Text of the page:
Campus Sites Coming to Big Ten Hockey Tournament

imageAfter adding Notre Dame as a sports affiliate to men’s hockey in late March, the Big Ten will officially announce sometime this off-season that campus sites are coming to Big Ten Hockey Tournament starting in 2017-18.

It’s expected that the higher seeds will be the host for all games in conference tournament play. The format will include a best-of-three first round with the top seed getting a bye, a single elimination semi-final, and then a single elimination final for the Big Ten automatic bid.

The new proposed format is especially attractive to schools like Minnesota, who would have had home ice advantage for every Big Ten Tournament game from 2014 to 2016.

The WCHA Final Five was the pinnacle of college hockey events during it’s heyday at Xcel Energy Center drawing crowds between 70,000 and 90,000 over three days. Since realignment in 2014 all conferences have struggled with attendance, and the Big Ten drew 42,610 to Xcel in 2014, 16,144 to Joe Louis in 2015, and 15,866 to Xcel in 2016. The league’s current tournament agreement ends with a weekend at Joe Louis in 2017.

During this year’s Big Ten Tournament, Michigan coach Red Berenson said that he likes playing in the big buildings, but noted he likes playing in them when they’re full and feels the players do too.

“When you play in a building that’s less than half full, it doesn’t seem like it’s that important, and yet these are important games,” said Berenson. “I know the Xcel Center’s done a great job here every time we play here, and the same thing with Joe Louis [Arena] in Detroit, but I still like campus sites as a start to the playoffs. Personally, I’d like to see the fans see the teams on campus. I mean that’s where the real environment is.”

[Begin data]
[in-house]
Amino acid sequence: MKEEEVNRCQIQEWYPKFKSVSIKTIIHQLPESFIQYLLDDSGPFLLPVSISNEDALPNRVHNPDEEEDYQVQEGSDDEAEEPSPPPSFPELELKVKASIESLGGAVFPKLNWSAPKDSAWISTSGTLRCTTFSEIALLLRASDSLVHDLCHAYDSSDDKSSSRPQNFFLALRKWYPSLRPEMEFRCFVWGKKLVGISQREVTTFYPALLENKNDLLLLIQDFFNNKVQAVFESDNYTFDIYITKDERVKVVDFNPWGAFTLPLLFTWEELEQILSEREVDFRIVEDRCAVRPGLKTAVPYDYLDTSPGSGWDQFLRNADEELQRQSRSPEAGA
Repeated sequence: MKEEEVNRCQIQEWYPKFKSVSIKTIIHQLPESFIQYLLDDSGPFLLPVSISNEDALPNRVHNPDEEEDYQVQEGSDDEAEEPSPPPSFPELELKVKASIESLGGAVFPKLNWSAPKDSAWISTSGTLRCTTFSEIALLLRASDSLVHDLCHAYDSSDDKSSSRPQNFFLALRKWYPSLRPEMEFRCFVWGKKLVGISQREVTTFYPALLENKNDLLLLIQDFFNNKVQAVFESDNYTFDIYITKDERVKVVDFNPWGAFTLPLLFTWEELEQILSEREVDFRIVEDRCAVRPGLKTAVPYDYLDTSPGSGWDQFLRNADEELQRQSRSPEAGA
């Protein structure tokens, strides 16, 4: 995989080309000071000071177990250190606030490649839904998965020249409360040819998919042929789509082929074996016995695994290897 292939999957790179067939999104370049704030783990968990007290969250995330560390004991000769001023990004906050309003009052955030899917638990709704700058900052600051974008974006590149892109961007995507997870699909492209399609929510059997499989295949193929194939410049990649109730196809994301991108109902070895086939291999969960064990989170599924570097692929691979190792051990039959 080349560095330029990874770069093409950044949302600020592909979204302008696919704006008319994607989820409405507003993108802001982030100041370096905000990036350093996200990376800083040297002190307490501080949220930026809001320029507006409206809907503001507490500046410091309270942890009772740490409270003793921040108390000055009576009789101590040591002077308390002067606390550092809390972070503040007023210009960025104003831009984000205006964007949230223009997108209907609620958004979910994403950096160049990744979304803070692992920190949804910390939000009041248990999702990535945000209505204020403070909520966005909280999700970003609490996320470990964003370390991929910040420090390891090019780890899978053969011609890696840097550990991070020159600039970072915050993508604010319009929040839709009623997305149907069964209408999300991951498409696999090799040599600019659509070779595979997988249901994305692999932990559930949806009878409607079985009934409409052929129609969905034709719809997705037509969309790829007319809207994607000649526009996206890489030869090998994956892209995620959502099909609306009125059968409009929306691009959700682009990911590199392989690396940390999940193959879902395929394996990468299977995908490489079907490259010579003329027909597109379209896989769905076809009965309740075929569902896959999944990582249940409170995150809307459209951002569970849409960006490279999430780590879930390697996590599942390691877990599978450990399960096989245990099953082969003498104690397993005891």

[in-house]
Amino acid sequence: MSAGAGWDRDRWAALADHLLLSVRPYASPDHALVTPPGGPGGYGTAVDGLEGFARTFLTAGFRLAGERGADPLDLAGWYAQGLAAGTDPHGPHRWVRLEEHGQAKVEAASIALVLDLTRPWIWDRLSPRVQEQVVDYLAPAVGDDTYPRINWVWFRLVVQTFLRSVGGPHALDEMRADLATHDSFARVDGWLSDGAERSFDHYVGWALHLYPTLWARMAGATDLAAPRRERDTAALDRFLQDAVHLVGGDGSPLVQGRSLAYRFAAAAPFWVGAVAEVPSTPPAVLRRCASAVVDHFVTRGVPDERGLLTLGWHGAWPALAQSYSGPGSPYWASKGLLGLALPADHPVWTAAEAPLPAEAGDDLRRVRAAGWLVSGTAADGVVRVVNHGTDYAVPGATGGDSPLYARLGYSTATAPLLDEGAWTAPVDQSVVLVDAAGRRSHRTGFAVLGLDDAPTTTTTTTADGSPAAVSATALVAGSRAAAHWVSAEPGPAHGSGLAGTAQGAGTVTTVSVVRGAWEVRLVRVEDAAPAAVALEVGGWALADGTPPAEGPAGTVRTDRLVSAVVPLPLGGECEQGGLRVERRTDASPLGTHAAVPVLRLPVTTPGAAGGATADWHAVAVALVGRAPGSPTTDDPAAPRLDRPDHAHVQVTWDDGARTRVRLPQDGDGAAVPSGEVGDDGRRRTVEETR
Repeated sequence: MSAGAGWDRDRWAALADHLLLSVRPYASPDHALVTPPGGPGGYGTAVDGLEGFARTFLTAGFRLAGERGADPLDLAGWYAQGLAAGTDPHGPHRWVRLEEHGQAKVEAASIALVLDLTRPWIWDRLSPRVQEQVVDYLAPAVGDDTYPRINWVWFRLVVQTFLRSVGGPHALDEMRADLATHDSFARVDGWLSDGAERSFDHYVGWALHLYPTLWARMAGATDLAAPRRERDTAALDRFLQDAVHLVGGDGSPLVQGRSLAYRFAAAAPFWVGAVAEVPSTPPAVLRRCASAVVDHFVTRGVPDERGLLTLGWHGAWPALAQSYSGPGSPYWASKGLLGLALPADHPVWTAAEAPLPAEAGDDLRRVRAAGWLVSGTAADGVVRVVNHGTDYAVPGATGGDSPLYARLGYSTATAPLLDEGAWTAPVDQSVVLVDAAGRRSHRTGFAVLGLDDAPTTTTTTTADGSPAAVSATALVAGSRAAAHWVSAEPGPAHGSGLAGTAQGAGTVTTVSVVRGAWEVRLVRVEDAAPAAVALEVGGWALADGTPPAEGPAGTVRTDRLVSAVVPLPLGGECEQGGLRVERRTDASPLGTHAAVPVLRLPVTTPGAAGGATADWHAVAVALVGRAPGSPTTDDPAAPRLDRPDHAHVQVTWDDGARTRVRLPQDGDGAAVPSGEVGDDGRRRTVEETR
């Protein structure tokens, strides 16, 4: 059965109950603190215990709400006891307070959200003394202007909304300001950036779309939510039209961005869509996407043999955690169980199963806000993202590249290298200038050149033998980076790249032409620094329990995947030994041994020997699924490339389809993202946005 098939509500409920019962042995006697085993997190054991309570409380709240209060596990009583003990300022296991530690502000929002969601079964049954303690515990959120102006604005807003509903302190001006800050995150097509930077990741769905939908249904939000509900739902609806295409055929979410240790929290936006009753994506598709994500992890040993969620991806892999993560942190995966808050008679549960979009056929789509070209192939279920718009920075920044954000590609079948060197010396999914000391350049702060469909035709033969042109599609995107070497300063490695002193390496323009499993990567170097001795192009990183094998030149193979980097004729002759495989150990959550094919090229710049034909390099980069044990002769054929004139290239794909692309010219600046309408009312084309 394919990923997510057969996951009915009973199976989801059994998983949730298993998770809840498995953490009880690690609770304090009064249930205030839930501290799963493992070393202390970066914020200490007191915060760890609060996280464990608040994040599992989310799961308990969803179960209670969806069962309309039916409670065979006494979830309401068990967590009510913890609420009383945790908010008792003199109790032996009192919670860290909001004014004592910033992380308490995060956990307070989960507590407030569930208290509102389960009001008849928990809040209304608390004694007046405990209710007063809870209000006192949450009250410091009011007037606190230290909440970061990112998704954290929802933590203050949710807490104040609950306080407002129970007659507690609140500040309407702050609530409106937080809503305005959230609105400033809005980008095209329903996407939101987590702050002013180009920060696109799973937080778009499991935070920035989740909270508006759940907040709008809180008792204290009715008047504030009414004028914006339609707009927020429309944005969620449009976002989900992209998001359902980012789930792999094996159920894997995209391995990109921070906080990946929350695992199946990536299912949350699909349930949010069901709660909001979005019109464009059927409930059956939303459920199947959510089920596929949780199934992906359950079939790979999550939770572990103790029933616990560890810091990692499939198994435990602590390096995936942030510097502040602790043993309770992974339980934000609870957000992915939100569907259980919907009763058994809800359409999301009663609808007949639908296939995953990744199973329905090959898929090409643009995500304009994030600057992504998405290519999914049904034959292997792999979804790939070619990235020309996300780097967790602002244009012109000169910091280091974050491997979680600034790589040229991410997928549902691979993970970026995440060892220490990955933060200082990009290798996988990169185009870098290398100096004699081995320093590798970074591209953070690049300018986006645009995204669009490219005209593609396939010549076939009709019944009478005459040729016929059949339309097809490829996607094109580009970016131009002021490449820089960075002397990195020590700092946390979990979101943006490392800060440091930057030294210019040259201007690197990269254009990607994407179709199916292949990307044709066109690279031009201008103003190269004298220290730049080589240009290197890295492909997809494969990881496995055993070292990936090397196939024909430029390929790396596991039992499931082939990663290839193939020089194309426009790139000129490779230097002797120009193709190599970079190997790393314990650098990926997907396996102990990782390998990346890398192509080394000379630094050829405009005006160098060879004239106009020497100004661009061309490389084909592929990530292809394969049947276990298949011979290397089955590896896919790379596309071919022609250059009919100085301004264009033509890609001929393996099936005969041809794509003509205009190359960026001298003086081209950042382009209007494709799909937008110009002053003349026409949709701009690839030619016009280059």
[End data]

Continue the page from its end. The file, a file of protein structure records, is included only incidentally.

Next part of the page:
Michigan State coach Tom Anastos, Ohio State coach Steve Rohlik, and former Wisconsin coach Mike Eaves all noted after the Big Ten Tournament that they enjoyed the experience playing in NHL buildings, but added the conference still need time to build its following and current attendance issues were obvious.

WCHA commissioner Bill Robertson told WCCO this spring that he was pushing for the NCHC, WCHA, and Big Ten to coordinate their tournaments during the same weekend in the same city, but apparently that idea wasn’t as attractive as high seed campus sites to the institutions. The WCHA is also expected to announce on campus sites today. The WCHA traditionally used home sites for all playoff games until 1988 when they started using neutral sites like the St. Paul Civic Center and Bradley Center for their playoff championship sites.